strawberry jam with vanilla bean and lime
Whenever we leave the city, one of us will inevitably say in the car on the way home “Can you believe we haven’t left the city since [some time we left the city]?” and the other of us will agree and then five minutes later one of us will remember some more recent time we left the city. But even if we get out more often than we think, it’s still probably only five or six times a year tops, and that includes trips to the suburbs to buy bulk diapers. So when we do manage to get out, we want everything to be perfect, and perfection is what we got this weekend when we went strawberry picking at Fishkill Farms in Hopewell Junction, NY. (If Fishkill seems like a weird name, it’s just Middle Dutch for Fish River.)
It was a beautiful June day with hardly a cloud in the sky and no humidity in the air and just the gentlest of breezes. Even with these perfect conditions, picking strawberries was hard work. We picked six quarts and it took us maybe an hour with one of us picking and the other watching the girls and helping them “pick.” Kids aren’t the fastest pickers and don’t have a great eye for ripeness, but they do like to help. We all got a little burnt and all that bending down made for achy backs, so we it was nice to unwind with a picnic and some ice cream before we hit the road again.
In the end, all the work was worth it because the strawberry jam and strawberry shortcakes we got out of our six quarts were the absolute best. The strawberry jam has an intense strawberry flavor that just can’t be matched by commercial jams and really, it’s not that much work to make. Besides, strawberry season is so fleeting, you’ll want something to remember it by. The deep flavor of the just-picked strawberries is supported by a single fragrant vanilla bean, and is rounded out with the quiet tang of lime. I know that strawberries, vanilla, and lime might be seem like a strange combination, but trust me, it’s not.
We had the jam on these fresh buttermilk biscuits with big pats of butter and it was kind of transcendent.
A couple notes on the recipe: I macerated my berries and cooked my jam for a long, long time. You can skip both of these steps, though I loved the concentrated, almost caramelized, berry flavor the long cook time produced. If you are not familiar with canning, please refer to the Ball Canning site for all of the basics, and follow health and safety recommendations to the letter.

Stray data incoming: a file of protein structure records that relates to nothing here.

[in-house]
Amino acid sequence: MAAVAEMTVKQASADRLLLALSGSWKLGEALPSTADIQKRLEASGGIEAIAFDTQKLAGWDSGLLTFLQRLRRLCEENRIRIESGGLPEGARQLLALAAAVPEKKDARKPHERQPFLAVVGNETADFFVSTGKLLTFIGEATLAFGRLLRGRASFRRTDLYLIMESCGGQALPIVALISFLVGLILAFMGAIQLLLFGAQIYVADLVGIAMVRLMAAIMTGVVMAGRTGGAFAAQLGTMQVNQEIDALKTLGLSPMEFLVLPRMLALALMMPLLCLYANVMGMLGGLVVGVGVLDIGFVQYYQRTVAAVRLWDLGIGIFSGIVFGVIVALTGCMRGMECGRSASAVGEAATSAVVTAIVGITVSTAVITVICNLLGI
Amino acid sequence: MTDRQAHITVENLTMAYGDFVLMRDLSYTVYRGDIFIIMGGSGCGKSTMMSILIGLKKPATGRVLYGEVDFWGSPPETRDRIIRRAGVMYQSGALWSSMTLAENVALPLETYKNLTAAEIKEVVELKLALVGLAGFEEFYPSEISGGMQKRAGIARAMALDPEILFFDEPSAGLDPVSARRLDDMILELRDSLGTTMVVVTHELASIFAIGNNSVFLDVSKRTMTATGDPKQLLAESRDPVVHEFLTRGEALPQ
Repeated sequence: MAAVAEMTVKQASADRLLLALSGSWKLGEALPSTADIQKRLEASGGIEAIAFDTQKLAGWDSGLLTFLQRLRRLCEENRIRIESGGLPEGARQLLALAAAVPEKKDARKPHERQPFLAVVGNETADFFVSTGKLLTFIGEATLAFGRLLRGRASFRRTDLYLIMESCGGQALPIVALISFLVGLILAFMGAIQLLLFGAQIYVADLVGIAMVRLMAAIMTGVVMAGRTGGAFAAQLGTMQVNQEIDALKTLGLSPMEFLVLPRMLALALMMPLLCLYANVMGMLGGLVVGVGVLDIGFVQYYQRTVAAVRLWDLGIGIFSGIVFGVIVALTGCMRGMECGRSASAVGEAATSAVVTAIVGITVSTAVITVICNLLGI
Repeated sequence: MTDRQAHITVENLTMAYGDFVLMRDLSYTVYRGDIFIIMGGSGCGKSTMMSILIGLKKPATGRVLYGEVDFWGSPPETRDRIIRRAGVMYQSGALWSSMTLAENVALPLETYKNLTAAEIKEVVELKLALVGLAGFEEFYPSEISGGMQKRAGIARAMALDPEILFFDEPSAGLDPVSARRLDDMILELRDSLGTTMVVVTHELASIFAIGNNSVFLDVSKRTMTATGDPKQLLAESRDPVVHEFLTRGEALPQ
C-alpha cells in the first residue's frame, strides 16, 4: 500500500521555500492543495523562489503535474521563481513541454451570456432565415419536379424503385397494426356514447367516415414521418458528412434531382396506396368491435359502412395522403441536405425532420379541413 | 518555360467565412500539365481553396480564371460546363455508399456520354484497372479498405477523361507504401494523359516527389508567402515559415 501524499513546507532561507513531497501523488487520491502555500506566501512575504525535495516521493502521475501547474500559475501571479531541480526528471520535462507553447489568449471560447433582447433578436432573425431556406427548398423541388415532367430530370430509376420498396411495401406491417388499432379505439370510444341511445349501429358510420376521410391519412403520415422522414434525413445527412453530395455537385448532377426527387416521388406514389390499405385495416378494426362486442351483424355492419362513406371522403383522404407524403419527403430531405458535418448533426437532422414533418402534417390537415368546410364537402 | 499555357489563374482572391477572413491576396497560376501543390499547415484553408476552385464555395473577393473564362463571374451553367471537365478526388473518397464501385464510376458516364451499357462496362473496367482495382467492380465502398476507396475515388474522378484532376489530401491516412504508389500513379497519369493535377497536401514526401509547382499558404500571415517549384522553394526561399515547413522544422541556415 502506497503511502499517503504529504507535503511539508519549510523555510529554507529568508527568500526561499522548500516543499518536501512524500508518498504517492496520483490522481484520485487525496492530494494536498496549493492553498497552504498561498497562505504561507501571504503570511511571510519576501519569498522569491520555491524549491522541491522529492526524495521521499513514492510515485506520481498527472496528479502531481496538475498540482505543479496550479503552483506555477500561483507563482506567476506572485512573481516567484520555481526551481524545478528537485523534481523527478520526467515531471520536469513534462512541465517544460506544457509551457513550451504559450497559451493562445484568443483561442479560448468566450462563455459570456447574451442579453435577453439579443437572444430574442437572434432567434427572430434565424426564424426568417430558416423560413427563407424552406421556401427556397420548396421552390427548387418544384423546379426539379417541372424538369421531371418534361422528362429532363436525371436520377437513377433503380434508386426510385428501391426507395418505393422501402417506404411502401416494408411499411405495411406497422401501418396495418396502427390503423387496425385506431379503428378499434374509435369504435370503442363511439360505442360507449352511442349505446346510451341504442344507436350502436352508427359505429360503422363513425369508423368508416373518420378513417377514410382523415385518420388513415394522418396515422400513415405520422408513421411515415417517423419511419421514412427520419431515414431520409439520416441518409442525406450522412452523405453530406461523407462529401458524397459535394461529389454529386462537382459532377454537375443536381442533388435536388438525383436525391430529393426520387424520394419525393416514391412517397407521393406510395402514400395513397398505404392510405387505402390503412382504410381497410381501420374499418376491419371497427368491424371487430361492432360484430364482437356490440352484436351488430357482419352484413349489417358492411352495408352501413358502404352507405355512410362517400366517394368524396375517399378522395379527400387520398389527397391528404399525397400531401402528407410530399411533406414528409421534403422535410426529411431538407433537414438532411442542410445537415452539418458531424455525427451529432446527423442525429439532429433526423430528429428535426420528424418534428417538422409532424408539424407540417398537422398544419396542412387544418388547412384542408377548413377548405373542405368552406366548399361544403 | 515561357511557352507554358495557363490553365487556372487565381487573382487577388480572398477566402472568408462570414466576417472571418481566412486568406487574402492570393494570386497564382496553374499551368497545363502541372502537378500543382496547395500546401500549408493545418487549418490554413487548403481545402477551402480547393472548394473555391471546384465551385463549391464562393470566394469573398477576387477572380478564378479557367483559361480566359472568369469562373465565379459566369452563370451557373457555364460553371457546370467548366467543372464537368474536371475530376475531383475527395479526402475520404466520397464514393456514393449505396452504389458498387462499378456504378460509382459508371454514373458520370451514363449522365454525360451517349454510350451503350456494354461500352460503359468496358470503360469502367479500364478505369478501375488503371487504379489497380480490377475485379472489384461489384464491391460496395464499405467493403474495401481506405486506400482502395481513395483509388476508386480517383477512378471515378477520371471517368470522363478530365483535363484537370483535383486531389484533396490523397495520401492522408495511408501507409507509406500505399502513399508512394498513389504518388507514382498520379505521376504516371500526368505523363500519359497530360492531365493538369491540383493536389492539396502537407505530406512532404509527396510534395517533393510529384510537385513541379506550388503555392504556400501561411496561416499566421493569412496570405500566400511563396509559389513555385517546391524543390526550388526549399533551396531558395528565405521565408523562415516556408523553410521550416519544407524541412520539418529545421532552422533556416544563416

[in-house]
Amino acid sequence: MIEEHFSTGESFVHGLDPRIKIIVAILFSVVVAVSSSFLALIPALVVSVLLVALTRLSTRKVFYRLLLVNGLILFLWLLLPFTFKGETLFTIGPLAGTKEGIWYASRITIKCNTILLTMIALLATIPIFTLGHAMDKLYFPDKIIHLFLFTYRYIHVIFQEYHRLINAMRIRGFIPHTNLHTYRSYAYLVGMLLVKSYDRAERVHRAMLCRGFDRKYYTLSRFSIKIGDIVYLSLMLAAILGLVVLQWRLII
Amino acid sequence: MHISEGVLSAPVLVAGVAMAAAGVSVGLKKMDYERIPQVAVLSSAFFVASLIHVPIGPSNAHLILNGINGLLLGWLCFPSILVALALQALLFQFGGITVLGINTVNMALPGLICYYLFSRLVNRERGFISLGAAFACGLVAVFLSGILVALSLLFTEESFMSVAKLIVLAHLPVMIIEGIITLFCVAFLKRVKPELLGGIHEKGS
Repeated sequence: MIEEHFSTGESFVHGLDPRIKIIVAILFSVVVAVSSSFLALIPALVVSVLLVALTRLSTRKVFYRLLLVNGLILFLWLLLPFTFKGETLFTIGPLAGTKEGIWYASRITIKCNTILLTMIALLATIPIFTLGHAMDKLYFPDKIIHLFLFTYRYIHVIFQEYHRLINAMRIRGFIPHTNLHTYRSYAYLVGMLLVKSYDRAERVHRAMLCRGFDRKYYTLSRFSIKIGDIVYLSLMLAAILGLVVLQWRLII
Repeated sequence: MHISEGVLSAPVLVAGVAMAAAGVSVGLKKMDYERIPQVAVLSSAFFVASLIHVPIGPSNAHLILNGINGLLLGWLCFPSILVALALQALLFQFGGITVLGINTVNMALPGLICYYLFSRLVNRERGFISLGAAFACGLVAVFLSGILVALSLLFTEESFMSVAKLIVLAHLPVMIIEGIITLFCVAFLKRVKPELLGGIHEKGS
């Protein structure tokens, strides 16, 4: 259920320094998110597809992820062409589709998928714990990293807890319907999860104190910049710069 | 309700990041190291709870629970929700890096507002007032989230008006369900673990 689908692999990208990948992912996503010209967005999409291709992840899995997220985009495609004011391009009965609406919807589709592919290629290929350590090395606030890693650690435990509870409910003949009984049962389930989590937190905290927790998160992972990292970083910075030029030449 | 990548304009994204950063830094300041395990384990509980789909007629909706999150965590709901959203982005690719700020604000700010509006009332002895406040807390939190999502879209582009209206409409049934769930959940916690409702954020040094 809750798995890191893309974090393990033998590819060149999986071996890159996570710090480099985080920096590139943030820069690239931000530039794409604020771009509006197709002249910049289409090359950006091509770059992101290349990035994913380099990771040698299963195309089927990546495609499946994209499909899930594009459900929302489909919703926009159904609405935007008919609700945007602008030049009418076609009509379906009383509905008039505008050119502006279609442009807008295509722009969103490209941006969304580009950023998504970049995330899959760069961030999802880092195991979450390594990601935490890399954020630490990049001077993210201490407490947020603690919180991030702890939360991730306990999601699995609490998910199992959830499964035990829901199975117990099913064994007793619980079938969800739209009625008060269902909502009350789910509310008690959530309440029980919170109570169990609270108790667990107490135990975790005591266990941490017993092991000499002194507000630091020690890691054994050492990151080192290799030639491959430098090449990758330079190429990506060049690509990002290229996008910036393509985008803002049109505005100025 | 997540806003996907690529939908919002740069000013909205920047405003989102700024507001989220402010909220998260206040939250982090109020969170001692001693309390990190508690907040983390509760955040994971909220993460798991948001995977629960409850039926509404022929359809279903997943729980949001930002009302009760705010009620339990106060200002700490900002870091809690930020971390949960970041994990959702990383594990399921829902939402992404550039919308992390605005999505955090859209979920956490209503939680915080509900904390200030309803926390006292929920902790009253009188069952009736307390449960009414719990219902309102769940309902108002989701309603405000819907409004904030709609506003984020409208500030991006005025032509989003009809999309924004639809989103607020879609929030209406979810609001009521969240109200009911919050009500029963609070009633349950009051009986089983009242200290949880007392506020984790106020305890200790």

Strawberry Jam with Vanilla Bean and Lime
makes six half-pint jars
10 cups of rinsed, hulled strawberries (about 3 1/2 quarts whole berries)
2 cups sugar
1 vanilla pod
zest of 6 limes
1/2 cup lime juice
Place the berries in a large dutch oven, and gently turn to coat with 1 cup of sugar. Cover, and set aside for about an hour to macerate. Place 3 or 4 large spoons in the freezer for future jam testing.
Wash and clean your jars, rims, and lids. Place in a large pot, cover with water, cover, and bring to a boil. Turn off the heat, and let jars hang out in the water while you do the rest.
Pour 1/2 cup of sugar into a small bowl. Split the vanilla pod, and scrape the tiny beans into the sugar, rubbing the pod with you fingers and dispersing the beans evenly throughout. Set aside.
Heat the prepared berries over medium-high heat. Add the remaining sugar, vanilla sugar, lime zest, and juice, and bring everything to a rolling boil. As the mixture is heating, use a masher to mash some of the berries. Turn heat to low, and simmer for 2 hours, stirring frequently, until the jam is a deep, winey red, and has thickened considerably.
Bring mixture back up to a boil and whisk in your pectin. I use Pamona’s which is a low-sugar variety, and followed the directions that said to add 4 teaspoons each of pectin and calcium water, though I wish I’d only added 3 each since my jam was a bit stiff. Test the thickness by placing 1/2 teaspoon on one of the frozen spoons. Poke with your finger–if it wrinkles a bit, your jam has jammed. If using an alternate pectin, follow the basic instructions for strawberry jam–you may need to double the amount of sugar.
Depending on the flavor you’re after, the jam needs only to heat to 220 degrees, so if you’re after a less cooked down jam, just get the jam up to 220 degrees, add your pectin, and process.
Remove the jars from the hot water, and spoon the jam in. Wipe the rim, and put lids in place. Bring the sterilization water back up to a boil, and then carefully add the jars with enough water to cover them by an inch or more. Cover the pot and process for 10 minutes. Remove from water, and gently set on the counter. Listen for the lids to pop closed. If, by the next morning, any of the lids have not sealed, place the jam in the fridge and use it right away.